originally uploaded by nicdthomas.
Can I just tell you that the water in the English Channel is damn cold? I took off my shoes and got my feet wet and my toes became instantly frost bitten. I got a lot of pictures of the West Pier. It opened in 1866 but is now in complete ruins after a collapse and then a fire. The only part of the structure that isn't destroyed is the little booth that the fortune teller would work in (which appeals to my sense of humor). You can read more about the West Pier here. Some of the other pictures are things around work and the crowd at the Camden Market. I'm never going there on a Sunday again. Madness. Although I did get a Kermit the Frog tee shirt.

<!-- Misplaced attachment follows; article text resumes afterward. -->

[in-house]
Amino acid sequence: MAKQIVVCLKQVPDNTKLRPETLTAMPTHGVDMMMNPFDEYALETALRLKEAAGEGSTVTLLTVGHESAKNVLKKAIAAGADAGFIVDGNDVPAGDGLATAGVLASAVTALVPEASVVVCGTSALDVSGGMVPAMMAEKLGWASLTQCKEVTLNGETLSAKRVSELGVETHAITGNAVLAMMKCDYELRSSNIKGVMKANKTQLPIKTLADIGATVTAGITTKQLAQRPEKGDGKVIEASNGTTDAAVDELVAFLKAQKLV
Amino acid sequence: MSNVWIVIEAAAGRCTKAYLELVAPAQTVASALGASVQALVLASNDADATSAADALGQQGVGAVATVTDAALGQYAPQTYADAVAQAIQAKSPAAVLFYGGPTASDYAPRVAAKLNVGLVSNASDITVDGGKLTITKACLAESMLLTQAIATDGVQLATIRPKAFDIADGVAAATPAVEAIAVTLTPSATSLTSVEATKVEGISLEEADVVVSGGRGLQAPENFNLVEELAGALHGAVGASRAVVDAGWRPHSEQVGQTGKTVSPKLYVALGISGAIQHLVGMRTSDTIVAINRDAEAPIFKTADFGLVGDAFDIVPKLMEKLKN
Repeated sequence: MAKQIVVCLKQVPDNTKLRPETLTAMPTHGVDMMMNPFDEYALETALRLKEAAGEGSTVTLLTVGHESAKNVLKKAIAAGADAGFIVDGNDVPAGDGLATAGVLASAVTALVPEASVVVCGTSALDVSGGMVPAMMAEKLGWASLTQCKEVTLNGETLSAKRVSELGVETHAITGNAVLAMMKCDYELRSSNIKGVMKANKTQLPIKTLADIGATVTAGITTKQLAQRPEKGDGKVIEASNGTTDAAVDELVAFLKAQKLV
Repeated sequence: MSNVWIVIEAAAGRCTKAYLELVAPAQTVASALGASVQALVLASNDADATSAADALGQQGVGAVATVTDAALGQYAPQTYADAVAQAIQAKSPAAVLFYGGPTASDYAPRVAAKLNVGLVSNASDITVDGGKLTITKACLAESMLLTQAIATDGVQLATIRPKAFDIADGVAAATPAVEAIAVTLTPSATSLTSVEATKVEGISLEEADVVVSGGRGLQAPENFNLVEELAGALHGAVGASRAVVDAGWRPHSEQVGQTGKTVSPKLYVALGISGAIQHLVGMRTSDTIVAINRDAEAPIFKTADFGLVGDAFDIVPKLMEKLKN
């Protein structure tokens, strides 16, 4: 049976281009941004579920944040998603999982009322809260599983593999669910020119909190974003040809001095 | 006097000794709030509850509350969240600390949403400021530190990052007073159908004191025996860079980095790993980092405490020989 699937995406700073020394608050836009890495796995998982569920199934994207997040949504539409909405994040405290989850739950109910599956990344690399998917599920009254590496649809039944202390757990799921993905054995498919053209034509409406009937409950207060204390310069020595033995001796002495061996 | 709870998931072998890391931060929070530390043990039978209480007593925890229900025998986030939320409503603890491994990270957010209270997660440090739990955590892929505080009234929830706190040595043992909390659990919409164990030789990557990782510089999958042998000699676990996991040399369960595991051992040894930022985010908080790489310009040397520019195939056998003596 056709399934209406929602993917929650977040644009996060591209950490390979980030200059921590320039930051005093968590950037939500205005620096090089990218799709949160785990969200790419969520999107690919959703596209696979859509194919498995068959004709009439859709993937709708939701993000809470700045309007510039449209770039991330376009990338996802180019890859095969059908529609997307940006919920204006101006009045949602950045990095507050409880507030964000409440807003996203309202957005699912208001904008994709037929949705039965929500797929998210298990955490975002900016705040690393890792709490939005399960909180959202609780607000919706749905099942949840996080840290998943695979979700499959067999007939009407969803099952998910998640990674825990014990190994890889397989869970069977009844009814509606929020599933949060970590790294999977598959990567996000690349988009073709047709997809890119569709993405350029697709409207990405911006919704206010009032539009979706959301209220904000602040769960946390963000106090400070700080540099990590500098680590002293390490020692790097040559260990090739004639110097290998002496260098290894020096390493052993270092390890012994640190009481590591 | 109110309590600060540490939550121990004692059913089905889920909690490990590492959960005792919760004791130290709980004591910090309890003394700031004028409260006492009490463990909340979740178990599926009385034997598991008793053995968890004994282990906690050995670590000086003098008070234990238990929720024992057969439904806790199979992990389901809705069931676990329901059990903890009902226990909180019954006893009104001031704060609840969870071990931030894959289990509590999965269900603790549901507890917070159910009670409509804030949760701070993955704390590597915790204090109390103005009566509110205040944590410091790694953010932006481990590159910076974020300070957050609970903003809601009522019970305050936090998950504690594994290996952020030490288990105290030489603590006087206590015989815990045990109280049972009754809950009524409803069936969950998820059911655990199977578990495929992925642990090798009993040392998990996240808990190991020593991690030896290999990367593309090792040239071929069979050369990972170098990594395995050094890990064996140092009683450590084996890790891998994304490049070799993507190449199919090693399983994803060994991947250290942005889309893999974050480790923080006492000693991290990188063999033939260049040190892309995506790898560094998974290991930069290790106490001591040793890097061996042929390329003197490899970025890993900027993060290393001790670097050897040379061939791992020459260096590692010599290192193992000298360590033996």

Friday, April 22, 2005

And in London this weekend

TonightI am off to the pub and then to a Jazz Club that is a 300 year old crypt in a church. Tomorrow I am taking the train to Brighton for the afternoon. Will post pictures Monday!

And In Los Angeles This Weekend

For those of you lucky enough to be in Los Angeles this weekend, you really should attend the LA Times Festival of Books on the UCLA campus. It's one of my favorite events. Trust me. Go. Pick out a few panels, go early to get tickets from the stand by booth and hang out with people who actually care about something more important than why Brad and Jennifer split up.

Thursday, April 21, 2005

Little differences